CHICAGO -- Opus Dei, a conservative Roman Catholic movement long criticized for operating as if it were a secret society, is showing a very public face these days, thanks to Pope John Paul II in Rome and Cardinal Joseph Bernardin in Chicago.

The pope elevated two Opus Dei priests to the rank of bishop on Sunday in the Vatican. One of them, Monsignor Alvaro del Portillo, leads the international lay-and-clergy movement.

Bernardin has appointed two Opus Dei priests, the Rev. John Twist and the Rev. John Paul Debicki, as pastor and associate pastor of Chicago's St. Mary of the Angels Church, which serves a gentrifying Puerto Rican and Polish community.

The embattled archdiocesan parish has been fighting to save the 70-year-old church building, in disrepair and shuttered since 1988.

Opus Dei means "Work of God" in Latin. The organization identifies itself primarily as a lay movement, with 1,400 priests among its 76,000 members worldwide. It calls for greater involvement of the laity in winning converts to the faith.

But Opus Dei clergy are gaining in influence what they lack in numbers. After this weekend's Vatican ordinations, Opus Dei will have a dozen bishops. And the appointments in Chicago mark the first time an Opus Dei priest has been named to head a U.S. parish.

"We're part of the team now," exulted Tom Bohlin, director of communications for the movement's Midwest office.

From Opus Dei's viewpoint, this means victory for a group at the cutting edge of the changes envisioned in the 1960s by the Second Vatican Council's call for opening the church to increased laity involvement.

But from the perspective of liberal sectors of the Roman Catholic Church, it means feeding a power-hungry conservative faction.

Responding to critics who have often characterized the movement's agenda to "build holiness among ordinary people" as secretive and cult-like, Bohlin said, "We're not a cult. We're part of the hierarchy, part of the structure of the church. And we've grown from nothing to worldwide in 60 years."

Founded in 1928 in Spain, the movement's momentum has been greatly boosted during the last decade by Pope John Paul II, who has appointed nine of the 12 Opus Dei bishops.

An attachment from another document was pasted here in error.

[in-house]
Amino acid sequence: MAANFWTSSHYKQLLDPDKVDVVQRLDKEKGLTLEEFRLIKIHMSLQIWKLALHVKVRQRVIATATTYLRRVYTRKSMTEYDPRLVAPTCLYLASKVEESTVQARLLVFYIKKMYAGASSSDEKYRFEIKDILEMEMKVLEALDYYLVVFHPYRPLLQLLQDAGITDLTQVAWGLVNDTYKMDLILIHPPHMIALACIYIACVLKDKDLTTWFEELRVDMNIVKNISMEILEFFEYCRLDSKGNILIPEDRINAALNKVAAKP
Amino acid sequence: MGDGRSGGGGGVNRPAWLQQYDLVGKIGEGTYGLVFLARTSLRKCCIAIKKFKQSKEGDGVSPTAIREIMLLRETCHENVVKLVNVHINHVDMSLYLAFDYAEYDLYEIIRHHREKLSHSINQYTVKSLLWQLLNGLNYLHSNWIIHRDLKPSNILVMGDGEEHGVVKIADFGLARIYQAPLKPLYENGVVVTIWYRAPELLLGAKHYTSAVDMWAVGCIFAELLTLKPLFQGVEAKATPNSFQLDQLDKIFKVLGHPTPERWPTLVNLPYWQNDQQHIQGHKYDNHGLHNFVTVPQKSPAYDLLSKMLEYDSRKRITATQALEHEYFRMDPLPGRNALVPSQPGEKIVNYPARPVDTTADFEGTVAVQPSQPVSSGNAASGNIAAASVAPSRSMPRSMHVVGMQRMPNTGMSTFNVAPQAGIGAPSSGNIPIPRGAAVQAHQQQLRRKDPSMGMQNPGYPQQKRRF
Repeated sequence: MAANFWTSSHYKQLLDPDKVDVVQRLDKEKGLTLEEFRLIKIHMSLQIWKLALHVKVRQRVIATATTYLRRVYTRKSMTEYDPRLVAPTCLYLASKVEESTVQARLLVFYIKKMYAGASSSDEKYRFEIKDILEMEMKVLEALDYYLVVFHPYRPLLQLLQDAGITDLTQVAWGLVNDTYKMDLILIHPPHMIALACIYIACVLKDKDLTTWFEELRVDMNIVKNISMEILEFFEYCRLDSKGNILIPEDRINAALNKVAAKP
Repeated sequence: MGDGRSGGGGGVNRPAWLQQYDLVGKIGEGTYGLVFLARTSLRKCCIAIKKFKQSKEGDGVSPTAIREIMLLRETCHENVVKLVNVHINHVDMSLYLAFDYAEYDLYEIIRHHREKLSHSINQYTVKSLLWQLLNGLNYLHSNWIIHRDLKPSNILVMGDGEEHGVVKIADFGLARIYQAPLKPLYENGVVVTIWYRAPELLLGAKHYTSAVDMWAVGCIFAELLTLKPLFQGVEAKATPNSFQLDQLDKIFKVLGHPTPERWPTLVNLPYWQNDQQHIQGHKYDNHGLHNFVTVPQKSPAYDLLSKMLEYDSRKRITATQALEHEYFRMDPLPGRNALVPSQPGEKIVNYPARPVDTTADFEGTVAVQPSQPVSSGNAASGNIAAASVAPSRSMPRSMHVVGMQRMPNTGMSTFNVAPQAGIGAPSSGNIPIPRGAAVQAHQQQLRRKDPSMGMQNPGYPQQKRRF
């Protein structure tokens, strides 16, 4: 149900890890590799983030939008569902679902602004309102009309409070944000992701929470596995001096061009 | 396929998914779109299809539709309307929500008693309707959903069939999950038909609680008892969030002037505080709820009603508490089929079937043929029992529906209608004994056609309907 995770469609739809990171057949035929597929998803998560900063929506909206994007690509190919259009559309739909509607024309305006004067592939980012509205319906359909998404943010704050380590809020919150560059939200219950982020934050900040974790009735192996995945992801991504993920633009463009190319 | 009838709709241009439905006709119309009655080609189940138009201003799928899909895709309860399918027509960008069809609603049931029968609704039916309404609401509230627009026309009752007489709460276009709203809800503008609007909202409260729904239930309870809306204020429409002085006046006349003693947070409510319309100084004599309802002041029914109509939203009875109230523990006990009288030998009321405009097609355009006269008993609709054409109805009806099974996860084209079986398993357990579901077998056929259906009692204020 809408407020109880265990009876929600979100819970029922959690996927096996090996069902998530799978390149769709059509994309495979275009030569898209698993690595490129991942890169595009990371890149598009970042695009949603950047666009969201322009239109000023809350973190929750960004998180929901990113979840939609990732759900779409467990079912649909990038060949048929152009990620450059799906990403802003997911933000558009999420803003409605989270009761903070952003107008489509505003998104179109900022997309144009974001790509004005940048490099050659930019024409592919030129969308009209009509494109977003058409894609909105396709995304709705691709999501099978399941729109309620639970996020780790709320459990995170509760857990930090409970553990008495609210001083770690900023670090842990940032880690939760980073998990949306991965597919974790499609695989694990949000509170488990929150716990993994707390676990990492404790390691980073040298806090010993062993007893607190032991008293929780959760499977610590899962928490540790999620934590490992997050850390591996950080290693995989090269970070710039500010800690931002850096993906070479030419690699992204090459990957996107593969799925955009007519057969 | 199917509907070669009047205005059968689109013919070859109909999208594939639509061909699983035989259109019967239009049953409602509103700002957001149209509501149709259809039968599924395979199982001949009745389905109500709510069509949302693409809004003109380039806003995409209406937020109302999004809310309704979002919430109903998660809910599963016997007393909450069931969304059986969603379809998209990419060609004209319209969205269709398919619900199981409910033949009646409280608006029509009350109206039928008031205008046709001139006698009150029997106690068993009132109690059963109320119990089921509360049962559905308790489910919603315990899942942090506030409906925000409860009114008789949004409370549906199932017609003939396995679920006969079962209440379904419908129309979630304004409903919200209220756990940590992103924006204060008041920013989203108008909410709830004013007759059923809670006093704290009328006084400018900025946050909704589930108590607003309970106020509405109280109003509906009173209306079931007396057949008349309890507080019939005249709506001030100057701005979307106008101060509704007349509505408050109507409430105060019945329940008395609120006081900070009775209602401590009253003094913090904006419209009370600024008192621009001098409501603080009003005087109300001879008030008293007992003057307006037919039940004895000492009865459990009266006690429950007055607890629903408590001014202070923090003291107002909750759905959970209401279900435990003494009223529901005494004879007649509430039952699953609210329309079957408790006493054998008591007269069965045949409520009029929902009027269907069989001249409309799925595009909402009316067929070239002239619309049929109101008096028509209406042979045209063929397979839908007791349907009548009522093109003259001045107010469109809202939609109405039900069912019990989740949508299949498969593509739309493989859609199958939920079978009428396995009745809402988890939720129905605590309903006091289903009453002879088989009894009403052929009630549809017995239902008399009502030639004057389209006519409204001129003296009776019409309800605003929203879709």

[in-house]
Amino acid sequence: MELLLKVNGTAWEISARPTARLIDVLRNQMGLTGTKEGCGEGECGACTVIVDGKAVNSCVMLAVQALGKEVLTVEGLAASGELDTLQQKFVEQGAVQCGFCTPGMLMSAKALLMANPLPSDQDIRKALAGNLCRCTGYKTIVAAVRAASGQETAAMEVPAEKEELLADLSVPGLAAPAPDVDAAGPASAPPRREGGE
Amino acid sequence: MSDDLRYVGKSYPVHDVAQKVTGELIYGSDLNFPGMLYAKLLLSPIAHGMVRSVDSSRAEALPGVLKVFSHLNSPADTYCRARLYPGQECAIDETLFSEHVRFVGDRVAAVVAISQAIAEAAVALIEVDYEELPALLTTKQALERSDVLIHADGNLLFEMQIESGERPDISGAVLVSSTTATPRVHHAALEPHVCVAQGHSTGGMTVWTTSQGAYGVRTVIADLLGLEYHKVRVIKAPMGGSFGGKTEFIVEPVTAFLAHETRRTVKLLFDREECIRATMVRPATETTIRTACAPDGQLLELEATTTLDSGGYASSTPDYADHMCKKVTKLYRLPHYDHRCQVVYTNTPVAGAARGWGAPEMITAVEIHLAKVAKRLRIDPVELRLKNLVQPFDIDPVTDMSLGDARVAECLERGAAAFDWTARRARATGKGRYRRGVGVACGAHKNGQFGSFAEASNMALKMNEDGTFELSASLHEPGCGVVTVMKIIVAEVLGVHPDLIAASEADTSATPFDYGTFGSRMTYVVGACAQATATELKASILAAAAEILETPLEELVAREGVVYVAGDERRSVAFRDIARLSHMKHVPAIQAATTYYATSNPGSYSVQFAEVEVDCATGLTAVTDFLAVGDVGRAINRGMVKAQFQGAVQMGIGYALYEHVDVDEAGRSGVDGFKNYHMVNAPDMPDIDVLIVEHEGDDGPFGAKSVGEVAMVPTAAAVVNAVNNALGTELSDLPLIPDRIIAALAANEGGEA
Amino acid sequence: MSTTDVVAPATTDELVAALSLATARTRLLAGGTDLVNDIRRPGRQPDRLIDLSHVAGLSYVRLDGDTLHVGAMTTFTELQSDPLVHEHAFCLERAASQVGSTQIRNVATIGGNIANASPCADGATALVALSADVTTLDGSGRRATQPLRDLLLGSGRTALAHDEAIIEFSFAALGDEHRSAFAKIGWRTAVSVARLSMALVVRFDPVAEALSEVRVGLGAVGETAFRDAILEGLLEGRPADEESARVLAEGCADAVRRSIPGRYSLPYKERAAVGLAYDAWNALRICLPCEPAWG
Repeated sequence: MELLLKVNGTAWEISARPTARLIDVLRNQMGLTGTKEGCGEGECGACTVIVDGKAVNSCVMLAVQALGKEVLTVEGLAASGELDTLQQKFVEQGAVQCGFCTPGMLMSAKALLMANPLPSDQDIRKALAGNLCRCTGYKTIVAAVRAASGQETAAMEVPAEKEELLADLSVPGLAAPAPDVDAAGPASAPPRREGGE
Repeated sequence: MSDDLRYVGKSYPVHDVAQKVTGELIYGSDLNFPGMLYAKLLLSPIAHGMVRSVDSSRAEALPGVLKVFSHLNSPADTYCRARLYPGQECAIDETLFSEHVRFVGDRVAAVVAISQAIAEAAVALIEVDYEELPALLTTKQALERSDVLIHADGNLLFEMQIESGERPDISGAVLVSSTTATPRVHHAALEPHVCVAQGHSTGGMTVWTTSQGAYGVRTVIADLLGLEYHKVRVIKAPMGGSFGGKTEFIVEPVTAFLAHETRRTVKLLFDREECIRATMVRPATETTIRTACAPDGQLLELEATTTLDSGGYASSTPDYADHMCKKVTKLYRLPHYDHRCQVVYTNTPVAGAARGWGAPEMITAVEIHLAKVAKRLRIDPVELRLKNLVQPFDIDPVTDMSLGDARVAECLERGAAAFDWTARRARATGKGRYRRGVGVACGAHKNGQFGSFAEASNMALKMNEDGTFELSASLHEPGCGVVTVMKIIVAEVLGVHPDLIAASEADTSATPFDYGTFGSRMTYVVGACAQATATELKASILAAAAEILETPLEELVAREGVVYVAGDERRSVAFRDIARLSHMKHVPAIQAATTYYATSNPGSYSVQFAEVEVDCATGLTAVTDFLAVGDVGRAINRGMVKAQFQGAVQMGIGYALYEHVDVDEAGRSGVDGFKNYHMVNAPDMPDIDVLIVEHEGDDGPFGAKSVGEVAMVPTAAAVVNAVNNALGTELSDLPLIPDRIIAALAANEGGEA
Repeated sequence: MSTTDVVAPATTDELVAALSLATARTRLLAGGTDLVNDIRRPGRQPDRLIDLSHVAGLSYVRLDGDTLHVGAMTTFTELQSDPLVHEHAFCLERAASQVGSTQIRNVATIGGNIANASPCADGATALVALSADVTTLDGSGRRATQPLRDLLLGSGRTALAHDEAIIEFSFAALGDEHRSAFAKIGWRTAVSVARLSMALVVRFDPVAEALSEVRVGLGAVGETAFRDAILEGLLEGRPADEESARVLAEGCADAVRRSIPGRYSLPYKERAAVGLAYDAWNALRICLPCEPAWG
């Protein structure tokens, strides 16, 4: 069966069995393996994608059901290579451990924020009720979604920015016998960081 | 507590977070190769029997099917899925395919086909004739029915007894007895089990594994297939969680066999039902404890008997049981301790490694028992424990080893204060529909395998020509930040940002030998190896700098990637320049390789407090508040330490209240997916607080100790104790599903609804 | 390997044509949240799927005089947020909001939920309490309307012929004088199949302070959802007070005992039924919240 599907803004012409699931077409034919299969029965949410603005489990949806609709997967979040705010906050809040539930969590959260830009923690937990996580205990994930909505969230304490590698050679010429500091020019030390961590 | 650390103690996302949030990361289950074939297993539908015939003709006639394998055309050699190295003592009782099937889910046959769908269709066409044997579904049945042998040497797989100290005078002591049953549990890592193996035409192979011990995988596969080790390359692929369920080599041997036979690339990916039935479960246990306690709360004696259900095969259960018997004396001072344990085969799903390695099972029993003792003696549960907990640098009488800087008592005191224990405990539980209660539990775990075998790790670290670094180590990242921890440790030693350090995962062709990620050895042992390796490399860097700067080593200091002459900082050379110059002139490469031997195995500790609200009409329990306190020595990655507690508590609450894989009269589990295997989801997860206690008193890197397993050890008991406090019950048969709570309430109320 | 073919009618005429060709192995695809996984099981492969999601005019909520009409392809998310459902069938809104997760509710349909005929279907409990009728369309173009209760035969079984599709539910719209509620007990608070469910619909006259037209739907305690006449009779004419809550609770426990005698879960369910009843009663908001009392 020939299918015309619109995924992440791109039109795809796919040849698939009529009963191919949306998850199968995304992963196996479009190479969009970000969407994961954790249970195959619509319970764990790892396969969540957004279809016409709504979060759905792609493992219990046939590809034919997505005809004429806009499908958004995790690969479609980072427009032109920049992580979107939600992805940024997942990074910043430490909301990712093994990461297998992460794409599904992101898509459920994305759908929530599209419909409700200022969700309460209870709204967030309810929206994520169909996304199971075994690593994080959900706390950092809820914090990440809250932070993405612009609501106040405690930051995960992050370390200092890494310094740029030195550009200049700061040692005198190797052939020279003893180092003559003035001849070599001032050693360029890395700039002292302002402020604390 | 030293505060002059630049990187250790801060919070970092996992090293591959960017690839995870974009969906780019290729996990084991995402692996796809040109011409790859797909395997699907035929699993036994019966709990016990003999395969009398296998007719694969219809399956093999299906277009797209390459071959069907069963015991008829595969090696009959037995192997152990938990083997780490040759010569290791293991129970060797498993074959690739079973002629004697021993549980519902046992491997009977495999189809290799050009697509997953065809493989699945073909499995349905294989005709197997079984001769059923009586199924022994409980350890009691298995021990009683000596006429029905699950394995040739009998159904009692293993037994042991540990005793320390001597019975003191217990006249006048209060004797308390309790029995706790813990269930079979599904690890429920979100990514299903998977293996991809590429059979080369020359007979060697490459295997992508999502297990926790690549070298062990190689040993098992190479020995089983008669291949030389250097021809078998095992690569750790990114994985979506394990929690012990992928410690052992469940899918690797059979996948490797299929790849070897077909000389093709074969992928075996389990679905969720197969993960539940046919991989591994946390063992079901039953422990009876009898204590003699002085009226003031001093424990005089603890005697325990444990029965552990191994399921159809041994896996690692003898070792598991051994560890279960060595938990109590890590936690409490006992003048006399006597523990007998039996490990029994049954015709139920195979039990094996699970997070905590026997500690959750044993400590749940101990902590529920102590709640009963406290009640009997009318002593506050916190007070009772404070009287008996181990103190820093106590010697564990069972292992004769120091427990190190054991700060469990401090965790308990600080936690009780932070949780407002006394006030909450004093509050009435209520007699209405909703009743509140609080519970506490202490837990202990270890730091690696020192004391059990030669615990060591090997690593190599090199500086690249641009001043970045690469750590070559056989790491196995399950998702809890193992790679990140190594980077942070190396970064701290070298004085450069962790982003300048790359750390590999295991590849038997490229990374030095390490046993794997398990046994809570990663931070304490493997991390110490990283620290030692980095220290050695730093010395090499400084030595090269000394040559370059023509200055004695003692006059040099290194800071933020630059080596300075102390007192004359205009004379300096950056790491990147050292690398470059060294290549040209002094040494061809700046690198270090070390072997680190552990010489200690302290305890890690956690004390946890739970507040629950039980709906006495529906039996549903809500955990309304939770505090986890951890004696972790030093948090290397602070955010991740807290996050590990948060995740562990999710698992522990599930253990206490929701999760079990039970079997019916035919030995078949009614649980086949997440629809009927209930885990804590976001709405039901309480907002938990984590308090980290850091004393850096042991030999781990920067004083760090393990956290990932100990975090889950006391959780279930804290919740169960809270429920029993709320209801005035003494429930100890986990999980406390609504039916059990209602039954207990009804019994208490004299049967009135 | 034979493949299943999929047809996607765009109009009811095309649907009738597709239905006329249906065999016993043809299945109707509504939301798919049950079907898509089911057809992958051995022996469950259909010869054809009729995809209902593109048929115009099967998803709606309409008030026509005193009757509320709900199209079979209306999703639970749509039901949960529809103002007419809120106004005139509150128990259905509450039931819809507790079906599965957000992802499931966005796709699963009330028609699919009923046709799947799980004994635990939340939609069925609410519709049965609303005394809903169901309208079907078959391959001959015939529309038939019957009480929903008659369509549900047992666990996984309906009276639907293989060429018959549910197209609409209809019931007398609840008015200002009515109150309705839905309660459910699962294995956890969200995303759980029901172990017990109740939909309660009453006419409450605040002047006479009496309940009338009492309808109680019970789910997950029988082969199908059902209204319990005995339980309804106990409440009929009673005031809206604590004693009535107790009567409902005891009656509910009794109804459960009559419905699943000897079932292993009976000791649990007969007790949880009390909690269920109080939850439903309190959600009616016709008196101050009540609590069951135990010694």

The pontiff's press secretary, Joaquin Navarro-Valls, is an Opus Dei member, and during his reign the Vatican recognized Opus Dei as a personal prelature. That unique status makes it akin to a religious order and establishes a direct line of authority from the prelate to Opus Dei members.

Although the organization's stated mission does not include staffing parishes, its priests head several, in places such as Rome, Madrid, Mexico City and Montreal.

The Rev. William Stetson recalled that after arrived in Chicago in 1983 to head Opus Dei's Midwest office: "I spoke to Cardinal Bernardin about the possibility of providing a couple of priests to run an inner-city parish when the time was right."

Bernardin apparently has decided that time has come. On Jan. 1, Twist and Debicki went on the archdiocesan payroll for an initial three-year assignment at St. Mary of the Angels.

"Given the shortage of priests in the archdiocese, the current needs of this parish and the willingness and ability of Opus Dei to take on the challenge involved, the cardinal decided this was an appropriate action," said Sister Joy Clough, archdiocesan director of public informations. "It was difficult to find anyone else for this parish."

Nonetheless, the appointments are being questioned by some Chicago priests who said they were shocked by them. And Monsignor John Egan, a former archdiocesan official who is now assistant to the president for community affairs at De Paul University, was outspoken in his opposition.

Giving Opus Dei control of a parish "may well be a decision which will affect the morale of the diocesan clergy and be a divisive force," Egan said. "The record of Opus Dei in many countries is one of seeking power by which they can control the affairs of the church."

Bohlin denied that the new Opus Dei presence at a Chicago parish was an attempt to "establish a power position. We're not eager to pick up parishes. We're open to serving in this capacity if the circumstances are right, but we basically see this as a one-time thing." He noted that there are only 50 Opus Dei priests in the United States.

Of Opus Dei's 3,000 American members, the largest concentration -- 500 -- reside within the Chicago Archdiocese, including 10 priests and 120 celibate men and women residing in eight centers, in addition to married and single members in society at large.